Impressive performance, industry-leading market share, a solid acquisition strategy, a well-stocked land supply, lots, and homes, and affordable product offerings across multiple brands are expected to drive growth. D.R. Horton’s earnings are expected to grow 1.7% in fiscal 2023. The stock has gained 24.9% over the past three months, outperforming the industry’s 19% rise. DHI stock has a solid Buy rating from the pros offering recommendations. A median price target of $95 represents an increase of 7% from Friday’s closing price.
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The airline industry has seen a remarkable recovery in 2022 thanks to increasing travel demand and consumers’ willingness to pay higher fares. With airline stocks currently trading at very low multiples, many long-term-minded investors are eyeing the group, wondering which of these beaten-down tickers is the most attractive value.
Delta Airlines (DAL), the second airline company to have joined the coveted S&P 500 Index, commands more than a 17% share of the domestic aviation market. As you would expect, most of the Atlanta-GA-based carrier’s revenues are realized from its airline segment. What might surprise you is that 10% of the $29.9-billion amount generated in 2021 came from the company’s refinery segment, which operates for the benefit of the airline division by providing it with jet fuel from its own production.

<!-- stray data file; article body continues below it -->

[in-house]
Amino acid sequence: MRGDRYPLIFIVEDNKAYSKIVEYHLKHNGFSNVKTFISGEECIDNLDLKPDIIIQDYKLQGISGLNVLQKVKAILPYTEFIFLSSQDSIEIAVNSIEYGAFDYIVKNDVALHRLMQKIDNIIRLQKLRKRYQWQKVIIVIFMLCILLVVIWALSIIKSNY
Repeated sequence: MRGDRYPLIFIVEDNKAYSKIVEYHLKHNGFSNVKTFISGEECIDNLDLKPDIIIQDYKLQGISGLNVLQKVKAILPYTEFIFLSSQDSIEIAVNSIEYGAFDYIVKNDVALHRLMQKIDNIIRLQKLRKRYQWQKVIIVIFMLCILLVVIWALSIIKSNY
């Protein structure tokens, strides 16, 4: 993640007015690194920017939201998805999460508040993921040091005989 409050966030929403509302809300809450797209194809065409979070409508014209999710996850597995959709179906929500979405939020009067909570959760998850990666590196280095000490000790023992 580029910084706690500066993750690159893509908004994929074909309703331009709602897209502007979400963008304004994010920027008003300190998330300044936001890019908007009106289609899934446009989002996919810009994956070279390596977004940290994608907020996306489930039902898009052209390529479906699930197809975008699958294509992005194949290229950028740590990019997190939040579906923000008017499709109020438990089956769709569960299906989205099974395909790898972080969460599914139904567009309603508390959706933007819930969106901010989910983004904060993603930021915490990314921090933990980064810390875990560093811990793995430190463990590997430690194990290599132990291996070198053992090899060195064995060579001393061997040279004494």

Fuel savings are crucial to a functioning aviation industry in this next chapter. From increasing costs to environmental impact, airlines have had plenty of reasons to save every bit of jet fuel they can. Delta recently revealed details of how its fleet renewal program has helped to save tens of millions of gallons of fuel.
Last week, the airline heavyweight raised its Q4 and full-year 2022 guidance and forecast an upbeat 2023, driven by robust demand. The company now expects the fourth-quarter 2022 operating margin to be 11%. Management sees adjusted earnings per share in the $1.35-$1.40 range (the earlier outlook was in the range of $1-$1.25). For the full-year 2023, DAL expects 15-20% year-over-year revenue growth. Earnings per share and operating margin for 2023 are expected in the $5-$6 band and 10-12% range, respectively.
Delta has been more conservative than some competitors in bringing back capacity, but the carrier aims to have its network restored to 2019 levels next summer. In the meantime, several competitors have had to cut routes and scale back on expansion plans as supply chain, and labor constraints have delayed the production of new aircraft. Airlines continue to struggle with labor shortages, but for Delta, bookings remain strong into early 2023.
Delta shares are currently very cheaply priced at less than 8 times earnings. The stock garners an 85% Buy rating on Wall Street. A median consensus price target of $45 represents a 37% increase from Friday’s closing price.